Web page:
Only the most fortunate of us Pond People have the luxury of a year-round season. The rest of us have to put up with Ma Nature at her most unpleasant, otherwise known as winter. Our fish will shut down most of their nonessential systems, including their gut and their immune systems, at water temperatures approaching 45 degrees Fahrenheit, and our bio converters are shutting down as well. At the same time, any trees and plants around the pond are attempting to dump a ton of biomass in the form of dead leaves.

Our primary job in this case is to begin early in the fall and prevent the eventual problems this combination of events will produce

First: Cleanout. This is by far the most important thing you will do to protect your fish, especially if your plan is to leave them in the pond during the winter. (This is necessary for all but the smallest of your Koi. Koi larger than a couple of inches will quickly overpower any standard aquarium filtration system. Any fish brought in for the winter will need an established large-capacity bio converter and plenty of water.)

While the air and water are still warm, get into the pond and remove all of the season's sludge and debris. This will minimize the generation of breakdown gases (primarily hydrogen sulfide) during the months when your pumps are shut down, your water is not moving, and areas of low oxygen content can develop in deeper parts of your pond.

If you have goldfish, you will be pleased to know that the comets, shibunkins, sarassas and other long-bodied types are hardy in this area. Round-bodied fancy golds like lion heads, ranchus, ryukins, are marginal. We take ours in, as our marsh garden is somewhat exposed. Other folks leave theirs out, but we can't recommend it; our winters have been too unpredictable lately.

Second: Leaf Netting. Once clean, the pond should be protected with netting fine enough to keep leaves out. The netting needs to be supported by a framework high enough to keep it several feet above the water's surface (to keep fish from becoming entangled) and strong enough to support not only the net, but also the plastic sheeting you're going to put over it as air temperatures drop below 40 degrees at night. I've found that the best solution to this is a greenhouse or "poly-house" kit, usually formed from pre-bent 1 ¼ inch galvanized pipe. Kits of this type can be had cheaply from Midwest Trading in St. Charles, IL.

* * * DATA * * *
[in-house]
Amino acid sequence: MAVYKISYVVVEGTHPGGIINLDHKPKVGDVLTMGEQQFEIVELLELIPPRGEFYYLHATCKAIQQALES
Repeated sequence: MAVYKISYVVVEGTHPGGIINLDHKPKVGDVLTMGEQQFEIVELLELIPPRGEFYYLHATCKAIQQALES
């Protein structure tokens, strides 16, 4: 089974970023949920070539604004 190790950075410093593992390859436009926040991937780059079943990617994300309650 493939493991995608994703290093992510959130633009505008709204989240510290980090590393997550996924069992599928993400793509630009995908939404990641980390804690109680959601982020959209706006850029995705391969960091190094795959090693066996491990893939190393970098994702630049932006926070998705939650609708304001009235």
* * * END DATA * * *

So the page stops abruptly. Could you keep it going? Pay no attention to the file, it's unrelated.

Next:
Third: Know when to stop feeding. Fish are cold-blooded. When the water temp drops, the fishes' digestion stops. Food will ferment in the gut and kill them. In cool weather, it may take three days to completely digest a meal, so you need to be reasonably sure the water temperature will stay up for the next 72 hours. They will still beg when it's sunny, but don't give in. Fall and spring food should be low-protein - easier to digest - Cheerios will do nicely.

Fourth: Ice Management. You'll need to keep at least some of your water surface ice-free during the coldest months to allow for gas exchange. Without protection from wind, even the most robust trough heater will be overwhelmed by a really cold Chicago-area winter, leaving you the unenviable task of huddling out by the pond in subzero weather melting your way through several inches of ice with pots of boiling water*. What fun! An air stone set just below the surface of the water and running "wide open" will help, but nothing beats protection from the wind. Use 7-mil plastic over the pond. This gives a strong greenhouse effect on sunny days, blocks the wind, and keeps the pond still and quiet so the fish are calm.